The IMF's objective is to reduce debt by a meaningful percentage, and to accomplish that without consequence. If that is the case, I have a an alternative proposal. America could eliminate $4.5Tn of IOUs with the stroke of a pen. Debt to GDP would fall from today’s perilous level of 102%, to a much more comfortable 70%.

 

That also sounds nice, BUT, I hope to show that there ain’t no free lunch when it comes to tearing up IOUs.

 

The Plan

The Social Security Trust Fund (SSTF), the Federal Workers Retirement Fund (FERF) and the Military Retirement Fund (MRF) are sitting on a whopping $4.6Tn of Special Issue Treasury Securities. This category of debt is referred to as intergovernmental debt. What would happen if all of this debt was erased? Not a damn thing. That may sound impossible; follow the money.

 

SSTF, FERF and MERF all have the same operating profile:

 

-They take in real cash money.

 

-They pay benefits.

 

-They have assets in the form of those Special Issue securities.

 

-They earn interest on their assets. Importantly, interest is not paid in cash, it is paid with more paper.

 

-The Funds are running annual cash deficits. (Tax receipts are less than benefits paid).

 

Consider what happens with SSTF. In 2012 they will have an operating cash shortfall of $50Bn. It must have cash in hand to pay the benefits, so it must sell (redeem) an amount of its portfolio of SI bonds to cover the shortfall. It redeems the necessary amount with the Treasury. The Treasury has no cash lying around so it must issue more Debt to the Public. The result:

 

Pre-SSTF cash shortfall

 

Debt to Public = 12.0Tn

IG Debt = 4.5Tn

Total = 16.5Tn

 

Pro-forma a $100Bn SSTF cash shortfall:

 

Debt to Public = 12.1Tn

IG debt = 4.4Tn

Total = 16.5Tn

 

Note that Debt to Public (DTP) increases, IG goes down, total debt is unchanged. Now consider what happens when IG debt is eliminated:

 

Pre-SSTF cash shortfall

 

Debt to Public = 12.0Tn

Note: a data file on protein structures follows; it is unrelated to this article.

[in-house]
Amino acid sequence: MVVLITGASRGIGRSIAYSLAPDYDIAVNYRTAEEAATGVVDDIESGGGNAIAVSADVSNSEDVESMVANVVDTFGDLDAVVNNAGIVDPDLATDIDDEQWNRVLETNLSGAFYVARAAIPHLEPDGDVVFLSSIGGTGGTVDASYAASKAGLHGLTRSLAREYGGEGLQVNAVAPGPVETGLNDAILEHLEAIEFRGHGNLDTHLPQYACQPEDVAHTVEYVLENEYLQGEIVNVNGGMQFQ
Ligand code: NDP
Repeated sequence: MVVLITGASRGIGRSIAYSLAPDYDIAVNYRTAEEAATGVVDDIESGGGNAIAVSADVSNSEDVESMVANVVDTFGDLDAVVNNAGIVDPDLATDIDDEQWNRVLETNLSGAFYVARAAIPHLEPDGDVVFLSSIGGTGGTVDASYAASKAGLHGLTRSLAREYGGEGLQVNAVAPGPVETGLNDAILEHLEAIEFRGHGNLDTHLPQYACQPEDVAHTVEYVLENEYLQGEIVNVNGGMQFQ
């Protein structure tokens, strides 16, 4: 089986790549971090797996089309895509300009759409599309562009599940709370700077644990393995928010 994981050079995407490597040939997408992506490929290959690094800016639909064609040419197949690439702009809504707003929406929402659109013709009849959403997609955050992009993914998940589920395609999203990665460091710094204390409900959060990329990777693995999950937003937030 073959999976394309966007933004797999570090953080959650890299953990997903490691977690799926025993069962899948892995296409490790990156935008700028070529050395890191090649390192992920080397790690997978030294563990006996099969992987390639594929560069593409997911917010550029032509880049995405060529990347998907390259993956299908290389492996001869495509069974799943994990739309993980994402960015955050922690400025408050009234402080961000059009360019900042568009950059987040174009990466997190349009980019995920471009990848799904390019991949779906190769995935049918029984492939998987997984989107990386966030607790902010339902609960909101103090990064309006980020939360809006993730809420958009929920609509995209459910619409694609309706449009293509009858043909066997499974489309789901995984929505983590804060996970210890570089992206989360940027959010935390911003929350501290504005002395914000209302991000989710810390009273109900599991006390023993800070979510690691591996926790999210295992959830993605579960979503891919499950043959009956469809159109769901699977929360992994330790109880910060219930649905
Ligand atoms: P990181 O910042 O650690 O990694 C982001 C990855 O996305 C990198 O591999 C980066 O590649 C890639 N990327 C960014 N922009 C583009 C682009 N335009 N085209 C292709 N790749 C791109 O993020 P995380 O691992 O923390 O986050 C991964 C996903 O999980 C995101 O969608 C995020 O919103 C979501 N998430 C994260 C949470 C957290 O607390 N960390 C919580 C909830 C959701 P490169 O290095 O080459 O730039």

IG debt = 0

Total = 12.0Tn

 

Pro-forma a $100Bn SSTF cash shortfall:

 

Debt to Public = 12.1Tn

IG debt = 0

Total = 12.1Tn

 

So there you have it. It doesn't matter at all if the Intergovernmental Account is eliminated and all those Special Issue Treasuries are ripped up. $4.5Trillion of US debt is just a fiction.

 

I know that there will be some who look at this and say, "But the bonds held by the SSTF are my security that SS will continue to pay monthly checks". There is not one shred of truth to that line of thinking. Congress can alter the benefits paid by SS anytime it chooses. The existence of the SS Trust Fund has nothing to do with that promise to pay.

 

When you peel back the onion that is the Intergovernmental Account, you find that there are no real assets, just paper and accounting gimmicks.

If the objective is reduce debt, there are cosmetic ways to do it. But eliminating the debt does not eliminate the underlying problem. As long as the SSTF, FERF and MRF run annual cash deficits (they will for the next 75 years) the real debt that America has, will have to rise.

The result of eliminating the IG debt is not unlike the consequences of the IMF's Chicago Plan. It looks like something is being achieved. The result is an immediate reduction in debt. But really that is just a charade. The liability just pops up someplace else. The pain of debt is not eliminated, just hidden so we feel better about it. Sorry IMF, it won't work.